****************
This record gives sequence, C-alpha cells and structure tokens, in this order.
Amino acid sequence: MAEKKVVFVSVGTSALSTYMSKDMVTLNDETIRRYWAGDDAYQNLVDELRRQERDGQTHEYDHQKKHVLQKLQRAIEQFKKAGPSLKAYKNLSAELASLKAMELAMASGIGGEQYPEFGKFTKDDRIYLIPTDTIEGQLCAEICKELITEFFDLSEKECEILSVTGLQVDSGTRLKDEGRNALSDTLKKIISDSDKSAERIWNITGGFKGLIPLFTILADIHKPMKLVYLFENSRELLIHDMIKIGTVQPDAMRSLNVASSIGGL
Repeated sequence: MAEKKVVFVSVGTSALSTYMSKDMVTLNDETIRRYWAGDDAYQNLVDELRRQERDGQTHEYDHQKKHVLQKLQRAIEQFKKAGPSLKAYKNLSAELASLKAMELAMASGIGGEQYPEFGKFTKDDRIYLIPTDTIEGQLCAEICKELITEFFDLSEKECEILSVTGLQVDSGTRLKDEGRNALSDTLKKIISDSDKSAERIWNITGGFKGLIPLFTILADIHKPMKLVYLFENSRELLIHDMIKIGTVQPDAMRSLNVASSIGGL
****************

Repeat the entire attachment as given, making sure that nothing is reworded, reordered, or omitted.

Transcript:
This record gives sequence, C-alpha cells and structure tokens, in this order.
Amino acid sequence: MAEKKVVFVSVGTSALSTYMSKDMVTLNDETIRRYWAGDDAYQNLVDELRRQERDGQTHEYDHQKKHVLQKLQRAIEQFKKAGPSLKAYKNLSAELASLKAMELAMASGIGGEQYPEFGKFTKDDRIYLIPTDTIEGQLCAEICKELITEFFDLSEKECEILSVTGLQVDSGTRLKDEGRNALSDTLKKIISDSDKSAERIWNITGGFKGLIPLFTILADIHKPMKLVYLFENSRELLIHDMIKIGTVQPDAMRSLNVASSIGGL
Repeated sequence: MAEKKVVFVSVGTSALSTYMSKDMVTLNDETIRRYWAGDDAYQNLVDELRRQERDGQTHEYDHQKKHVLQKLQRAIEQFKKAGPSLKAYKNLSAELASLKAMELAMASGIGGEQYPEFGKFTKDDRIYLIPTDTIEGQLCAEICKELITEFFDLSEKECEILSVTGLQVDSGTRLKDEGRNALSDTLKKIISDSDKSAERIWNITGGFKGLIPLFTILADIHKPMKLVYLFENSRELLIHDMIKIGTVQPDAMRSLNVASSIGGL